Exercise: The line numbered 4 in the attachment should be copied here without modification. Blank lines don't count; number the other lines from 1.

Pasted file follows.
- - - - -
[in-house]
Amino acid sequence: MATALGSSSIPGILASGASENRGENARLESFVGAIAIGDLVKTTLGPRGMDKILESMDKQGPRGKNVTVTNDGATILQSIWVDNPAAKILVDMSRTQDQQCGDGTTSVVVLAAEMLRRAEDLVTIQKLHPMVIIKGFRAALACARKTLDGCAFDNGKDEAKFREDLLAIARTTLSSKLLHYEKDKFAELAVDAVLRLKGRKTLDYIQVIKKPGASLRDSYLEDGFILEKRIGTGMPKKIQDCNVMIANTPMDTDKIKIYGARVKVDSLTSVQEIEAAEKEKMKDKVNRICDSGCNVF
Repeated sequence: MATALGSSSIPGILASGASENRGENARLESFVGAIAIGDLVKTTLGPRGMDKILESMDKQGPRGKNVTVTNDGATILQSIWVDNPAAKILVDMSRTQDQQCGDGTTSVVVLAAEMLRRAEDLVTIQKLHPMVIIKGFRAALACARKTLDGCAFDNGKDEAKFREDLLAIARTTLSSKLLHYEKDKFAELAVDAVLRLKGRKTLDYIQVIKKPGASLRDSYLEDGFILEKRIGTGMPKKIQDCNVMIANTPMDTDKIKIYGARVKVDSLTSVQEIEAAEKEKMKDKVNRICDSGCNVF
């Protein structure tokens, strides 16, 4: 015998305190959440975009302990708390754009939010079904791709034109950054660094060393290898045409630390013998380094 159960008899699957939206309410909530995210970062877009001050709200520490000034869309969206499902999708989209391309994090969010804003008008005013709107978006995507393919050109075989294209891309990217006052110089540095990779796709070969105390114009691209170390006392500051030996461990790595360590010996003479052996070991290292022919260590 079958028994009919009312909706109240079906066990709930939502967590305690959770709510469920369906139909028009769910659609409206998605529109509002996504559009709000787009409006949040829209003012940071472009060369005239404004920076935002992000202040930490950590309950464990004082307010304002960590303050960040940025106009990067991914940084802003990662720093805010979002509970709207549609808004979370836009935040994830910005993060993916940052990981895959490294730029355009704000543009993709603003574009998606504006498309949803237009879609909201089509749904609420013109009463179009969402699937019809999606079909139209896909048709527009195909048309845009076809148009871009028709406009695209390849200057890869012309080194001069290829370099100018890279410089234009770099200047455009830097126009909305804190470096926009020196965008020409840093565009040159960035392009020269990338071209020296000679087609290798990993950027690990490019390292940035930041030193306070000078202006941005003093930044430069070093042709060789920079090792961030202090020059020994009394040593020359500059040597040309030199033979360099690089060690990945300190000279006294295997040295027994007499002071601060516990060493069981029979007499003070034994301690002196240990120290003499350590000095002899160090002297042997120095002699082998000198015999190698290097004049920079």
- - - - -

């Protein structure tokens, strides 16, 4: 015998305190959440975009302990708390754009939010079904791709034109950054660094060393290898045409630390013998380094 159960008899699957939206309410909530995210970062877009001050709200520490000034869309969206499902999708989209391309994090969010804003008008005013709107978006995507393919050109075989294209891309990217006052110089540095990779796709070969105390114009691209170390006392500051030996461990790595360590010996003479052996070991290292022919260590 079958028994009919009312909706109240079906066990709930939502967590305690959770709510469920369906139909028009769910659609409206998605529109509002996504559009709000787009409006949040829209003012940071472009060369005239404004920076935002992000202040930490950590309950464990004082307010304002960590303050960040940025106009990067991914940084802003990662720093805010979002509970709207549609808004979370836009935040994830910005993060993916940052990981895959490294730029355009704000543009993709603003574009998606504006498309949803237009879609909201089509749904609420013109009463179009969402699937019809999606079909139209896909048709527009195909048309845009076809148009871009028709406009695209390849200057890869012309080194001069290829370099100018890279410089234009770099200047455009830097126009909305804190470096926009020196965008020409840093565009040159960035392009020269990338071209020296000679087609290798990993950027690990490019390292940035930041030193306070000078202006941005003093930044430069070093042709060789920079090792961030202090020059020994009394040593020359500059040597040309030199033979360099690089060690990945300190000279006294295997040295027994007499002071601060516990060493069981029979007499003070034994301690002196240990120290003499350590000095002899160090002297042997120095002699082998000198015999190698290097004049920079």